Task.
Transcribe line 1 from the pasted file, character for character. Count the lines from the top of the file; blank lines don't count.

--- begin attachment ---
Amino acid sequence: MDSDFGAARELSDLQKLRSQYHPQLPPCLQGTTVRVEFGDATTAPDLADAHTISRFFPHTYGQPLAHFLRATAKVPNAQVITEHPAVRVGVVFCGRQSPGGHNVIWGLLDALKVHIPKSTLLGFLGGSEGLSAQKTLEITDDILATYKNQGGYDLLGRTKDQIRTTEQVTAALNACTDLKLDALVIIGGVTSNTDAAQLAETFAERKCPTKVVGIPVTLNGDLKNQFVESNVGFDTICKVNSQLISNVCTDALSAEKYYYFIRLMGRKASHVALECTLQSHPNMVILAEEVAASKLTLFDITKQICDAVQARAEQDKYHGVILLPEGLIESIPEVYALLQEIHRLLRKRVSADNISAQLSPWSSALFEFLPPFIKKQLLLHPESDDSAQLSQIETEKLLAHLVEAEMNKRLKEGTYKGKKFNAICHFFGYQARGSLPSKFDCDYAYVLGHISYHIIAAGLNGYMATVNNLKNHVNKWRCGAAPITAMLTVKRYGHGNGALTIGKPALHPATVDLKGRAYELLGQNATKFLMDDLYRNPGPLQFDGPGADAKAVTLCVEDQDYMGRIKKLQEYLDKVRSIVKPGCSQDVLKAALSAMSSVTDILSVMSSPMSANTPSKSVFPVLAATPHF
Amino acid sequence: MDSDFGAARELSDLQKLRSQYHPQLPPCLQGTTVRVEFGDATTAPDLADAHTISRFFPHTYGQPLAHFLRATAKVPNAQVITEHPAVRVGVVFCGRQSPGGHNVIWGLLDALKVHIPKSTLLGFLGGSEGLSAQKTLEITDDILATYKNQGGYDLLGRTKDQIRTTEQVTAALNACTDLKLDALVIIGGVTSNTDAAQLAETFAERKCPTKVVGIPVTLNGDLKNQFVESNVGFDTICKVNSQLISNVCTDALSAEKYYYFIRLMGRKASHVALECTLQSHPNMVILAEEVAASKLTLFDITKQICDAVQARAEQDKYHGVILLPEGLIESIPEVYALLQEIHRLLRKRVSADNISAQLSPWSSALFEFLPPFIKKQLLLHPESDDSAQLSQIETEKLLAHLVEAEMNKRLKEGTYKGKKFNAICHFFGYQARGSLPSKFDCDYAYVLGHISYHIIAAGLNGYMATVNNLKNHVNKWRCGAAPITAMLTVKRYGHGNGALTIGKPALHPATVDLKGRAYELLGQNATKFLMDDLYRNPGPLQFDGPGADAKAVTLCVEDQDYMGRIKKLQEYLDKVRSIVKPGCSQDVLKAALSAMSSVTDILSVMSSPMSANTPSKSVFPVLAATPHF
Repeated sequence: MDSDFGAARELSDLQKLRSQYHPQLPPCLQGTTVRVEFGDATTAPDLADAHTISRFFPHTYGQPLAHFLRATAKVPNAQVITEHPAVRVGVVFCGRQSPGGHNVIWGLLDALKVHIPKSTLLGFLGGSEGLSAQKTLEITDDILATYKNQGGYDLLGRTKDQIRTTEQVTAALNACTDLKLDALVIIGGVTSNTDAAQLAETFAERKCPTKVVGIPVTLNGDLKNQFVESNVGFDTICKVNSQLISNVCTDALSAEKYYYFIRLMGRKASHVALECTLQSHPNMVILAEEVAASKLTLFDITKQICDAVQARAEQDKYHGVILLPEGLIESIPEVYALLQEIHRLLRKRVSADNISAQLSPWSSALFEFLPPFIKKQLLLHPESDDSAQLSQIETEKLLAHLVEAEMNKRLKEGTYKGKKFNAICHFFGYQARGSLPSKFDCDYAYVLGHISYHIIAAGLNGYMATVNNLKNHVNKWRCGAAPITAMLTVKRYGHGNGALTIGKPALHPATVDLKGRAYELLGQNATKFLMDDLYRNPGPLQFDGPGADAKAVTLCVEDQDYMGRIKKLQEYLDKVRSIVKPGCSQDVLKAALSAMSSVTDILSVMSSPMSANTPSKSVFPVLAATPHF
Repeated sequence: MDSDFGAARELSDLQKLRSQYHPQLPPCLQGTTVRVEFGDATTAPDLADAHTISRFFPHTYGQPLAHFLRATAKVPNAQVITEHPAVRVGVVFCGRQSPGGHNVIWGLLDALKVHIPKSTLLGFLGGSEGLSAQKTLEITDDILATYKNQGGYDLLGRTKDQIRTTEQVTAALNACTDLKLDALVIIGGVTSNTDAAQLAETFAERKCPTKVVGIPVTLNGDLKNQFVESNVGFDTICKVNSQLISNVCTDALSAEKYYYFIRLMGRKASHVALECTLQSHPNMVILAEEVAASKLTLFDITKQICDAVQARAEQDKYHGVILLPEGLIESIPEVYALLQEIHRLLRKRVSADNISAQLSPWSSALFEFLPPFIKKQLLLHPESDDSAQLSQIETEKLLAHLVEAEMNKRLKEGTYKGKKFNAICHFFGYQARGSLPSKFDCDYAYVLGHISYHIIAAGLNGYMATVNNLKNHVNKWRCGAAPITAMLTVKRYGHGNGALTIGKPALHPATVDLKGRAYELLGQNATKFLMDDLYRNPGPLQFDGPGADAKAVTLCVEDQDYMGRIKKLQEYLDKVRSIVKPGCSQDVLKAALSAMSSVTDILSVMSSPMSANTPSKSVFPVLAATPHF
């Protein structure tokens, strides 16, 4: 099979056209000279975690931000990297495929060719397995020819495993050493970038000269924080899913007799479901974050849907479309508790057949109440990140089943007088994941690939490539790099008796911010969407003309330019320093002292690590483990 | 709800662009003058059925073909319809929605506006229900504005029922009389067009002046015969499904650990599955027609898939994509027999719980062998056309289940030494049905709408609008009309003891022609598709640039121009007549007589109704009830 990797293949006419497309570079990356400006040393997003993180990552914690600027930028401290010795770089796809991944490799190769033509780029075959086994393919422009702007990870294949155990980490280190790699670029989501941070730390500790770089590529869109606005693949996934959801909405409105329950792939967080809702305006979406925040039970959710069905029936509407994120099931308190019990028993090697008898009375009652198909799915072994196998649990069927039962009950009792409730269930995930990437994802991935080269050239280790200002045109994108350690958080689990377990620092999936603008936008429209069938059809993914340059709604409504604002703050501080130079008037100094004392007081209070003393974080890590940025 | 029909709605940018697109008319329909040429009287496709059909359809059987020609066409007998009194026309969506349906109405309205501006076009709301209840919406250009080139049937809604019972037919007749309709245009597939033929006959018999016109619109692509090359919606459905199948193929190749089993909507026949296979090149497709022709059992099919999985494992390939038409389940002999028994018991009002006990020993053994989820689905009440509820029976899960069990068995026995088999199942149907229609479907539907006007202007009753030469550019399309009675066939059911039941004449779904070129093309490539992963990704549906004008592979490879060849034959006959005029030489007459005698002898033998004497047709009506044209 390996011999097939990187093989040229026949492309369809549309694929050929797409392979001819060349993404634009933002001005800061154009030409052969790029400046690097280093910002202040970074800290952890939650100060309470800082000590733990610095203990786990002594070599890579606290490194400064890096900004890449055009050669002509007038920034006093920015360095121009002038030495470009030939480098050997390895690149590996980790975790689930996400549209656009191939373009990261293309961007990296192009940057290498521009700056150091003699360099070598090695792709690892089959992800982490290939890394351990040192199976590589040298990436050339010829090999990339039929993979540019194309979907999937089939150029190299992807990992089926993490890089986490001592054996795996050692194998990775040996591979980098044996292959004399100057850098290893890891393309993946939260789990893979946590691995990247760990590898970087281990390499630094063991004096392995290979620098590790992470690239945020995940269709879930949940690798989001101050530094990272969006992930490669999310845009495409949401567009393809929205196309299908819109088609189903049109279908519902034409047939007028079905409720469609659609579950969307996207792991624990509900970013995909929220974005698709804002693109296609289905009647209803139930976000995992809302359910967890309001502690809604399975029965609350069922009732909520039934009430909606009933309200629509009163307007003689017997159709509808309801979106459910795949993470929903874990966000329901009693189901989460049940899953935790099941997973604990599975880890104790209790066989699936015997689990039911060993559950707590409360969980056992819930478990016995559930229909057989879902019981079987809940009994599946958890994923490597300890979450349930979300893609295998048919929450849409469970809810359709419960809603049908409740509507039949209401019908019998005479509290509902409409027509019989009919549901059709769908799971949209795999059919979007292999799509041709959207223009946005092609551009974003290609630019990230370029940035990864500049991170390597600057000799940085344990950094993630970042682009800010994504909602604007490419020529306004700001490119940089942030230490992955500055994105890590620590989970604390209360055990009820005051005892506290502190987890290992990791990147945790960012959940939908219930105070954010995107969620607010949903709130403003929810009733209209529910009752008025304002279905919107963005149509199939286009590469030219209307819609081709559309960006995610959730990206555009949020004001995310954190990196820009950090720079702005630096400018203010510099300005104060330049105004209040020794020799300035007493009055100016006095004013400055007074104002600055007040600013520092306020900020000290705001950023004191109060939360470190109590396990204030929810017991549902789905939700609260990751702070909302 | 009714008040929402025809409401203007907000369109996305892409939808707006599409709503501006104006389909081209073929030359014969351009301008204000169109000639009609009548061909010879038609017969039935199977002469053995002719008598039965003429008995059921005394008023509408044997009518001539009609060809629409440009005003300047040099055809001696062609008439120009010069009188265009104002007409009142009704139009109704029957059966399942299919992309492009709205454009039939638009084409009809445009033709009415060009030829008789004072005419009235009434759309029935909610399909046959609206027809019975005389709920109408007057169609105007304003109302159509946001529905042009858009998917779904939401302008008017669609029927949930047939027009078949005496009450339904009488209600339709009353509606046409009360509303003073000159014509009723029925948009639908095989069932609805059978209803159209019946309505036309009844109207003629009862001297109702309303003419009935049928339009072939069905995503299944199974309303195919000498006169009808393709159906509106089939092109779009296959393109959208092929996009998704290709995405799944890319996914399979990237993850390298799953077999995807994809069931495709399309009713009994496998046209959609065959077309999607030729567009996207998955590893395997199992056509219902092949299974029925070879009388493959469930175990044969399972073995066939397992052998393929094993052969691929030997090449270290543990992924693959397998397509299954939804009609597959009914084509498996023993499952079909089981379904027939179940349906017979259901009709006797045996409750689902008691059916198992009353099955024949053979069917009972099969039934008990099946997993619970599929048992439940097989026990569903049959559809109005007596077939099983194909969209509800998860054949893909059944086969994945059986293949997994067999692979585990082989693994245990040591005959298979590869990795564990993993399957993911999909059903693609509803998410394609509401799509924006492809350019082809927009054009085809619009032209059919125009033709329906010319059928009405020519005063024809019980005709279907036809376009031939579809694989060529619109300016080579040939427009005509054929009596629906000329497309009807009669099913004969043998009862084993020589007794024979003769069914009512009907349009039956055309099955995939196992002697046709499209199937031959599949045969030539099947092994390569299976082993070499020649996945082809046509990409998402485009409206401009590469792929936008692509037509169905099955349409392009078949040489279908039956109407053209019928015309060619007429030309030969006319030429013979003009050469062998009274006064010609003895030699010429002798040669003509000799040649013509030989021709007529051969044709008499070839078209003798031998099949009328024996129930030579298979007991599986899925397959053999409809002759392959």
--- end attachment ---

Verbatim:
Amino acid sequence: MDSDFGAARELSDLQKLRSQYHPQLPPCLQGTTVRVEFGDATTAPDLADAHTISRFFPHTYGQPLAHFLRATAKVPNAQVITEHPAVRVGVVFCGRQSPGGHNVIWGLLDALKVHIPKSTLLGFLGGSEGLSAQKTLEITDDILATYKNQGGYDLLGRTKDQIRTTEQVTAALNACTDLKLDALVIIGGVTSNTDAAQLAETFAERKCPTKVVGIPVTLNGDLKNQFVESNVGFDTICKVNSQLISNVCTDALSAEKYYYFIRLMGRKASHVALECTLQSHPNMVILAEEVAASKLTLFDITKQICDAVQARAEQDKYHGVILLPEGLIESIPEVYALLQEIHRLLRKRVSADNISAQLSPWSSALFEFLPPFIKKQLLLHPESDDSAQLSQIETEKLLAHLVEAEMNKRLKEGTYKGKKFNAICHFFGYQARGSLPSKFDCDYAYVLGHISYHIIAAGLNGYMATVNNLKNHVNKWRCGAAPITAMLTVKRYGHGNGALTIGKPALHPATVDLKGRAYELLGQNATKFLMDDLYRNPGPLQFDGPGADAKAVTLCVEDQDYMGRIKKLQEYLDKVRSIVKPGCSQDVLKAALSAMSSVTDILSVMSSPMSANTPSKSVFPVLAATPHF